CytRx starts dosing patients in Phase II trial of brain cancer drug

14th January 2014 (Last Updated January 14th, 2014 18:30)

CytRx has dosed first patient in its open-label, multisite Phase II clinical trial with aldoxorubicin to treat unresectable glioblastoma multiforme (GBM), a deadly form of brain cancer.

Glioblastoma Jan

CytRx has dosed first patient in its open-label, multisite Phase II clinical trial with aldoxorubicin to treat unresectable glioblastoma multiforme (GBM), a deadly form of brain cancer.

The trial is designed to evaluate the preliminary efficacy and safety of aldoxorubicin in patients whose tumours have progressed following prior treatment with surgery, radiation and temozolomide.

CytRx president and CEO Steven Kriegsman said with the dosing of the first patients the company is on schedule.

"Aldoxorubicin has been shown to have the unique ability to cross the blood-brain barrier in animal models of human glioblastoma, potentially creating a new approach to attacking brain tumours," Kriegsman said.

Preliminary results of the trial are expected to be released in the second half of 2014 and if they are positive, the company intends to pursue the development of aldoxorubicin for unresectable GBM, including filing for breakthrough therapy designation with the US Food and Drug Administration, which will help in speeding up the marketing approval.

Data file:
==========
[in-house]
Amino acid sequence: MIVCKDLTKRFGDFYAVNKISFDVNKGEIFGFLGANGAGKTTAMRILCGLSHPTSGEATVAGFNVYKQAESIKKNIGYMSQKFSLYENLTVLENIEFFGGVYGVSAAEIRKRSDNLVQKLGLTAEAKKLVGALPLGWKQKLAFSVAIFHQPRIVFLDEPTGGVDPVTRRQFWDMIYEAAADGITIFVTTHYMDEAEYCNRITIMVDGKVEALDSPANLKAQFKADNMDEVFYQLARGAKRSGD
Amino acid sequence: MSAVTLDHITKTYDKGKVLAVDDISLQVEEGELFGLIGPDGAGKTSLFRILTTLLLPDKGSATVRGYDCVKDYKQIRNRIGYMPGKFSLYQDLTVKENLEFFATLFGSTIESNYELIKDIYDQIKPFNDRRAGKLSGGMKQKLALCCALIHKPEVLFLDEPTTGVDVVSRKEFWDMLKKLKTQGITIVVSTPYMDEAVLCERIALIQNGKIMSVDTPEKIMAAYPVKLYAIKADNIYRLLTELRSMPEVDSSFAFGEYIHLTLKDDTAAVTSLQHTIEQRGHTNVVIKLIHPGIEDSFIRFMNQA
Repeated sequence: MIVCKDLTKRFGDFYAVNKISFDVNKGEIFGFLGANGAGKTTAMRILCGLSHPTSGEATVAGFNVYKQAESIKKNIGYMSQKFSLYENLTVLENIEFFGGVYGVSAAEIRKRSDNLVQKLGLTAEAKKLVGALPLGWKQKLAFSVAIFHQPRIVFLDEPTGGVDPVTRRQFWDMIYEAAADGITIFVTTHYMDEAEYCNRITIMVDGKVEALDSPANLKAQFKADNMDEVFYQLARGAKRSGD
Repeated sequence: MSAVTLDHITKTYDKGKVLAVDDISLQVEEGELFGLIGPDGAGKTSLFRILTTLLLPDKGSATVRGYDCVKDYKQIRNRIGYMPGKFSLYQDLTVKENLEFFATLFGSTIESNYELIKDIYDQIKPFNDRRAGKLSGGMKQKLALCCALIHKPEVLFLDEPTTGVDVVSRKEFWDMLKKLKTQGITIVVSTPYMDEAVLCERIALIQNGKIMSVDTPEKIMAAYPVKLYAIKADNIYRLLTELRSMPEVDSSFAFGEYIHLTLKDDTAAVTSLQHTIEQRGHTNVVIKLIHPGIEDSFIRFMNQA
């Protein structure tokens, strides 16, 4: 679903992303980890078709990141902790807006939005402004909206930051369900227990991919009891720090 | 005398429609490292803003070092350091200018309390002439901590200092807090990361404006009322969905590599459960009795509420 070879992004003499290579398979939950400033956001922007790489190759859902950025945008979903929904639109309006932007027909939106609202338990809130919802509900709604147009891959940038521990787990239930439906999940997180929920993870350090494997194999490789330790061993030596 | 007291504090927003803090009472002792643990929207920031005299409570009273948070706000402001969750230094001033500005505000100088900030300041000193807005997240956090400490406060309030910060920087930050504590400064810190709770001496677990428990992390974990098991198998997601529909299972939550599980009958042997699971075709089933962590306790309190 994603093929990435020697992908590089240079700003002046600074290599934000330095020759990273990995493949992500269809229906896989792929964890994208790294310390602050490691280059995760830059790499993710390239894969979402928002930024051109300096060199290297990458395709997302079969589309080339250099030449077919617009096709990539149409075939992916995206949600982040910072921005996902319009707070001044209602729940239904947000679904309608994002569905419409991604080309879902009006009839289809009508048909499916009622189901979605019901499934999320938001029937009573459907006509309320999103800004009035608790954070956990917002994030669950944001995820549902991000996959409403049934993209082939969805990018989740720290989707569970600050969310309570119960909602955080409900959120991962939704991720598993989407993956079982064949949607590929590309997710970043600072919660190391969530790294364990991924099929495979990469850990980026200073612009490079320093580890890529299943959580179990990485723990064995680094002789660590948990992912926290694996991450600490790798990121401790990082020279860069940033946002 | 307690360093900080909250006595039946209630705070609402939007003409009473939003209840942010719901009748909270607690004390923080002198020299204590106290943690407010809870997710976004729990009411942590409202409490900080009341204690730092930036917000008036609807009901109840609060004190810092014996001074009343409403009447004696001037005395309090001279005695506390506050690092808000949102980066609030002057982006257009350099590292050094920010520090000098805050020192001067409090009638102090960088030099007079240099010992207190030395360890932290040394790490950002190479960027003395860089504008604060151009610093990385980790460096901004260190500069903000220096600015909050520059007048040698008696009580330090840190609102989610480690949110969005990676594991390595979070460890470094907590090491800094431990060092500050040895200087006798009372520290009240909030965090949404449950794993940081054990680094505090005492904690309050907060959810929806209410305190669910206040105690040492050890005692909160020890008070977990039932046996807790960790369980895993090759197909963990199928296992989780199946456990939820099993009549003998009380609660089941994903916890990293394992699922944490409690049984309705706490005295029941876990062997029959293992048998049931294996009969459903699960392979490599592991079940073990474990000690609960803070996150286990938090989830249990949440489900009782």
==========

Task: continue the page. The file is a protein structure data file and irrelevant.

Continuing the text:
In the trial, primary objective is to determine progression-free survival (PFS) and overall survival (OS), while the principal secondary objective is to assess the safety of aldoxorubicin in trial patients as evaluated by the frequency and severity of adverse events.

About 28 patients will be enrolled in the trial and will be randomly assigned equally to receive either 350mg/m2 (260mg/m2 doxorubicin equivalent) or 250mg/m2 (185 mg/m2 doxorubicin equivalent) of aldoxorubicin intravenously on day one, and every 21 days thereafter until evidence of tumour progression, unacceptable toxicity or withdrawal of consent.

The trial is being carried out at the John Wayne Cancer Center/Sarcoma Oncology Center in Santa Monica, California, City of Hope in Duarte, California and the Louisiana State University Health Sciences Center in New Orleans.


Image: Coronal MRI with contrast of a glioblastoma WHO grade IV in a 15-year-old male. Photo: courtesy of Christaras A.